Highlighted changes during competition prep were:

  • small fluctuations in fat free mass and resting metabolic rate
  • strong weekly linear weight loss
  • decline in energy intake of 1,040 kcal/day
  • menstruation remained consistent for the first 4 months of the prep and was delayed during months 5 and 6

Aerobic fitness remained consistent.

Lipid panel was largely unaffected.

Metabolic panel was also unaffected. Thyroid stimulating hormone was initial high (above the reference range) but returned to normal ranges.

Hormonal panel values of estradiol and leptin were affected. Estradiol was elevated the last two months of prep – which can be seen with the delayed menstrual cycles. Leptin slowly dropped throughout testing until leveling out the last two months. Leptin is typically referred to as the “satiety hormone” and can serve as a marker for body fat reserves because it is produced by the body’s adipose (fat) cells.

Mood was relatively unaffected until month 5. Months 5 and 6 each had a decline in energy and an increase in tiredness. Change in energy had an inverse relationship with change in tiredness.



Weight was lost in a consistently linear fashion throughout contest prep. The participant lost half of her initial body fat while maintaining fat free mass. A high protein diet and a moderate rate of weight loss could explain body fat loss without accompanied fat free mass loss.

Small changes in resting metabolic rate (RMR) were observed despite the large drop in both calories (1040 kcal/day) and body weight (22.2 pounds). RMR decreased modestly (160 kcal) suggesting some adaptive thermogenesis occurred, possibly due to decreased body fat. Fat free mass was unaffected and RMR decreased by 10% while losing 15% of initial body weight.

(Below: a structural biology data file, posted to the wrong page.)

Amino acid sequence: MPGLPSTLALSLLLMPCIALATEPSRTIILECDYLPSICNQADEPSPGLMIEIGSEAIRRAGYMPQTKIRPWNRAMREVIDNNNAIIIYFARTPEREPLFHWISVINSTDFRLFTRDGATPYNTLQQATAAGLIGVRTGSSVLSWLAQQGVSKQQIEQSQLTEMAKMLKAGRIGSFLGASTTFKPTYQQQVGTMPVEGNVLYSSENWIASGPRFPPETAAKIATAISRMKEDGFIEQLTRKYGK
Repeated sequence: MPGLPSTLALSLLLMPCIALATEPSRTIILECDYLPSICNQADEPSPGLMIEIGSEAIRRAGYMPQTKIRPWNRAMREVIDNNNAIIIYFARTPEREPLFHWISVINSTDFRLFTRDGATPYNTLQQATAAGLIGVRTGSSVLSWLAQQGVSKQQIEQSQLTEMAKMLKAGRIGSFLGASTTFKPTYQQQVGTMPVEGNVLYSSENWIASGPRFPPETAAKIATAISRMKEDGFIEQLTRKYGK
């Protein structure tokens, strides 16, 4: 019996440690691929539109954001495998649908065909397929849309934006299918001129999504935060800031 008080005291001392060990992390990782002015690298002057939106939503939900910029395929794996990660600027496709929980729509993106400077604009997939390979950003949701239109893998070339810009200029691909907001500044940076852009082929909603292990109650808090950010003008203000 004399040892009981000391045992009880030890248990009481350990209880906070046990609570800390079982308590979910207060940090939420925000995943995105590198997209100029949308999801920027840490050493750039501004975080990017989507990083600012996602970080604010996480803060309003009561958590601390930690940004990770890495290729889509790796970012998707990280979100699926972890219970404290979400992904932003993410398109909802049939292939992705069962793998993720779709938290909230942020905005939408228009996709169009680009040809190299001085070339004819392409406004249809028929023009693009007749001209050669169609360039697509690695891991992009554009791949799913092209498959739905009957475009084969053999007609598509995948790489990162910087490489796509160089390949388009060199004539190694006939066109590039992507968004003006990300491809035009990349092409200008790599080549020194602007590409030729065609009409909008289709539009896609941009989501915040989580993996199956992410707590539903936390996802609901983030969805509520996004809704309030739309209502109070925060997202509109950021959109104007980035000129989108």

Estradiol was low as menstruation began 1-3 days prior to monthly blood testing with the exception of the last two months in which menstruation was delayed and occurred after testing, thus elevating estradiol at time of testing. Cortisol and testosterone fluctuated but did not have any discernible trend upwards or downwards. Leptin substantially decreased. Decreases in leptin follow the drops in calories, which would be expected as decreases in leptin occur during caloric restricted periods.

Notably, mood was unaffected until the final 2 months of testing. Energy and calmness decreased and tiredness and tension increased suggesting that, despite changes in body fat percentage, calories, and training amount, mood may not be affected until a certain threshold of leanness is reached.

The results of the present study suggest that female athletes looking to improve body composition or reduce weight for improvement in sport performance could experience fewer physiological and psychological disturbances with a prolonged dieting period.

Based on the data from this study, the diet of the athlete should be consistent with a high protein intake to preserve fat free mass.

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Rohrig BJ, Pettitt RW, Pettitt CD, Kanzenbach TL. “Psychophysiological Tracking of a Female Physique Competitor through Competition Preparation”. Int J Exer Sci 10(2): 301-3011, 2017.